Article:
In A0 patients, a biopsy was collected at the time of surgery in the anterior aneurysmal wall. For A+ patients, two fragments were collected: one at the site of FDG uptake (A+Pos), as localized using anatomical landmarks and CT images as detailed previously (7), and a second taken at a distant site negative for FDG uptake (A+Neg). A full thickness slice of the samples was fixed in 4% paraformaldehyde for histological and immunohistochemical analysis. When available, the remaining tissue was dissected to separate the media and adventitia, snap-frozen in liquid nitrogen and kept at −80°C until use.

Blood samples were collected from all patients undergoing a PET-CT exam (n = 33) and from 12 healthy individuals. Serum was separated by centrifugation for 10 min at 3,000g.

Microarray Analyses

Among the 12 AAA patients enrolled in the transcriptomic study (Table 1 and Supplementary Table S1), 6 patients had no visible FDG uptake (A0), whereas 6 others presented positive spots (A+Pos) localized within a larger negative area (A+Neg). Demographic information, AAA size and rSUV on these patients are presented in Supplementary Table S1. Tissue samples were ground at liquid nitrogen temperature (Dismembrator apparatus; B. Braun, Berlin, Germany). Total RNA was extracted with TriPure extraction reagen (Roche Diagnostics Corporation, Indianapolis, IN USA) or the RiboPure™ kit (Ambion [Thermo Fisher Scientific Inc., Waltham, MA, USA]) according to the manufacturer’s instructions. Total RNA was quantified (NanoDrop; Isogen Life Science, De Meern, the Netherlands), and its quality (expressed by the RNA quality indicator) was assessed by the Experion Automated Electrophoresis System (Bio-Rad). Three to five RNA samples from each group (adventitia and media of A0, A+Pos or A+Neg samples) with RNA quality indicator values ≥7 were pooled in equal concentration (Table 1). A total of 500 ng pooled RNA was labeled by using the GeneChip Expression 3′-Amplification One-Cycle Target Labeling Kit (Affymetrix, Santa Clara, CA, USA) following the manufacturer’s protocol. The cRNA was hybridized to the whole human genome U133Plus2.0 chip (Affymetrix) according to the manufacturer’s protocol. The data were generated with the MAS 5.0 algorithm included in the GeneChip Operating Software. Validations of microarray data were performed by real-time quantitative reverse-transcriptase-polymerase chain reaction (qRT-PCR) on individual RNA samples using gene-specific primer pairs (Supplementary Table S2).
Table 1

Clinical features of patients without (AO) and with FDG uptake (A+) used for transcriptomic study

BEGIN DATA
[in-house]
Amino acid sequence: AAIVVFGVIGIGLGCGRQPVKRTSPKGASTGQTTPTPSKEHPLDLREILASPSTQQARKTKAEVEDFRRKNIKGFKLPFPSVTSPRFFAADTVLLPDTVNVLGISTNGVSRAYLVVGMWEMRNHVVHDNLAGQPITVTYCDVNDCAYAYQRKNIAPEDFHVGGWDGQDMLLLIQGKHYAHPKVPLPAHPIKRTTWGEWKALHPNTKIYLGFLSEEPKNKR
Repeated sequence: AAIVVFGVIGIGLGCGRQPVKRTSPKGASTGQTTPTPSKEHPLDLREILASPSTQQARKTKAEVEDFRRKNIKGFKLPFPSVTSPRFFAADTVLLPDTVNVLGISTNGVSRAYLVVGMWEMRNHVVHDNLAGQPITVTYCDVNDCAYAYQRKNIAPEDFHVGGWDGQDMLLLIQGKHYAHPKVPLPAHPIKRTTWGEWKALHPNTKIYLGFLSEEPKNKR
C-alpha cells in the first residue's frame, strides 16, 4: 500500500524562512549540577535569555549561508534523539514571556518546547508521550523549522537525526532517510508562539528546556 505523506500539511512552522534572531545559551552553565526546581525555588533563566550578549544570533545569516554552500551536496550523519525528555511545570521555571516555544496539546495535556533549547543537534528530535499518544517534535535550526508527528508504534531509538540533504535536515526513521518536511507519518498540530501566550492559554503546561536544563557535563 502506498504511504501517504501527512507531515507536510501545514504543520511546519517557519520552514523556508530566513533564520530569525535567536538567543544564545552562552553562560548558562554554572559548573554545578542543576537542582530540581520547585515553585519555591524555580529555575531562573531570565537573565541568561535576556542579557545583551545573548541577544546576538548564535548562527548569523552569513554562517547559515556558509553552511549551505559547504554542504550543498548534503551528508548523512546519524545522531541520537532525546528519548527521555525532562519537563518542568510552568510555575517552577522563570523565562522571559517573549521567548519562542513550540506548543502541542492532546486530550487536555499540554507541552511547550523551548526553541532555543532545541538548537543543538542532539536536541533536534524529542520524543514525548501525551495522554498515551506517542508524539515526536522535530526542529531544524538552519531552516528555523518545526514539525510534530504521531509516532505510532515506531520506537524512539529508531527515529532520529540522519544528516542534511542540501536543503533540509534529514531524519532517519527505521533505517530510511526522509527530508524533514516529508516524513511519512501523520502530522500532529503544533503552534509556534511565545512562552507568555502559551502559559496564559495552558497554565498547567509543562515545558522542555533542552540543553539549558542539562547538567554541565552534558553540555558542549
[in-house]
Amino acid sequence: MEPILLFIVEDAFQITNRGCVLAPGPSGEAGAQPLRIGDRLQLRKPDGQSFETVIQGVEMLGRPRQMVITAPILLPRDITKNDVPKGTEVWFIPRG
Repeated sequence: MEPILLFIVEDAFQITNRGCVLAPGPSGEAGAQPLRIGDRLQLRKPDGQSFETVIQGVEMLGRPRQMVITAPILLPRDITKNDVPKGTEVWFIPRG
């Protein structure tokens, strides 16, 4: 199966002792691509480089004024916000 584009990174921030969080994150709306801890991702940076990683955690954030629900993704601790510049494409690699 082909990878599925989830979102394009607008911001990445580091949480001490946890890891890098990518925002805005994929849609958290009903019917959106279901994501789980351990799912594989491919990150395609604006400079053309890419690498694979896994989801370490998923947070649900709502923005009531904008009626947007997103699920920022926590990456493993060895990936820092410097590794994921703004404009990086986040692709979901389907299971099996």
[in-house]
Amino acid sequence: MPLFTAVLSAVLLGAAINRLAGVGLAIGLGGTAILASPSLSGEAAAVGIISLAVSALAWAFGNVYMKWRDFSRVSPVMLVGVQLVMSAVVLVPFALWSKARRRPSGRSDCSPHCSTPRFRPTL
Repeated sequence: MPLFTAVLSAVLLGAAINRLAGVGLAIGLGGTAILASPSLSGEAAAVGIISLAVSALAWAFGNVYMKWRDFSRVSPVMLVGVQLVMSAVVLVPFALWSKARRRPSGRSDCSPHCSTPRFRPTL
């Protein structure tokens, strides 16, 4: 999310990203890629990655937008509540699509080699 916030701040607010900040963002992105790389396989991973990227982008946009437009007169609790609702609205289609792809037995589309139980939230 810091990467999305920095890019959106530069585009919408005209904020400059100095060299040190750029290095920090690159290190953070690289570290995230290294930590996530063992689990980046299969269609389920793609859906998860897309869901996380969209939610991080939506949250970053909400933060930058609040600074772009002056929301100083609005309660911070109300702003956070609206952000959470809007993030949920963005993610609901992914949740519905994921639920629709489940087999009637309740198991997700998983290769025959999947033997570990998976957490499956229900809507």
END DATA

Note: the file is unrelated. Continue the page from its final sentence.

Patient ID

AAA size (mm)


RNA pool (media layer)

RNA pool (adventitia layer)

































Median (IQR)

56.5 (55.3–59.3)

0.40 (0.35–0.54)


































Median (IQR)

54.5 (52.5–56.5)

1.00a (0.91–1.18)


Standardized uptake value ratio (rSUV): aortic SUVmax/hepatic SUVmax.

ap < 0.001 using Mann-Whitney U test.

The negative (A+Neg) and positive (A+Pos) sites of A+ patients were compared with each other and with samples of the A0 patients. Each comparison was performed separately for the media and the adventitia. A fold-change of ≥2 was used to select differentially expressed genes across the six comparisons. Lists of differentially expressed genes were imported into the DAVID software for analysis (8,9) and examined for biologically relevant associations by using the Gene Ontology (GO) and Kyoto Encyclopedia of Genes and Genome (KEGG) pathway analysis (10). Enriched KEGG pathways were considered to be significant when the modified Fisher exact p value (Ease Score) was <0.05. National Center for Biotechnology Information (NCBI) official gene symbols available at were used for annotations.

Real-Time qRT-PCR

Microarray data were validated for selected genes of interest by real-time qRT-PCR on RNA from individual samples. Briefly, 500 ng total RNA was reverse-transcribed using SuperScript II Reverse Transcriptase (Invitrogen [Thermo Fisher Scientific]). Real-time PCR was performed in a final volume of 20 µL containing cDNA corresponding to 1 ng mRNA, 2 µmol/L of each primer and 10 µL of the qPCR MasterMix Plus for SYBR-Green (Eurogentec, Liège, Belgium) in the ABI Prism 7300 Sequence Detection System (Applied Biosystems [Thermo Fisher Scientific]). A dilution curve of a reference cDNA was performed for each gene product to calculate the reaction efficiency. Data were further standardized by using the geometrical mean of GAPDH and β2 microglobulin expression. These two genes were similarly expressed in all samples (data not shown). Primer sequences are listed in Supplementary Table S2.

Immunological Assays

For immunohistochemical analyses, sections from 22 paraffin-embedded AAA specimens (10 A0, 5 A+Neg and 7 A+Pos) were stained by using antibodies against CCL18 (Abcam ab104867; 1/500; Abcam, Cambridge, UK) and collagen type X (Abcam ab49945; 1/1,000). Briefly, antigen retrieval was achieved with 2.5% trypsin solution (Gibco, Invitrogen [Thermo Fisher Scientific]) (10 min at 37°C), and the samples were incubated with the primary antibody overnight at 4°C (in 10% bovine serum albumin). Peroxidase-conjugated secondary antibody (Dako, Glostrup, Denmark) was detected using AEC substrate (Dako). The CCL18 labeling was quantified by counting the number of positive cells in 10 fields at high magnification (×400). The collagen × staining was evaluated by computer-assisted image analysis (ImageJ software; National Institutes of Health, Bethesda, MD; [11]). The results were expressed in arbitrary units per surface unit.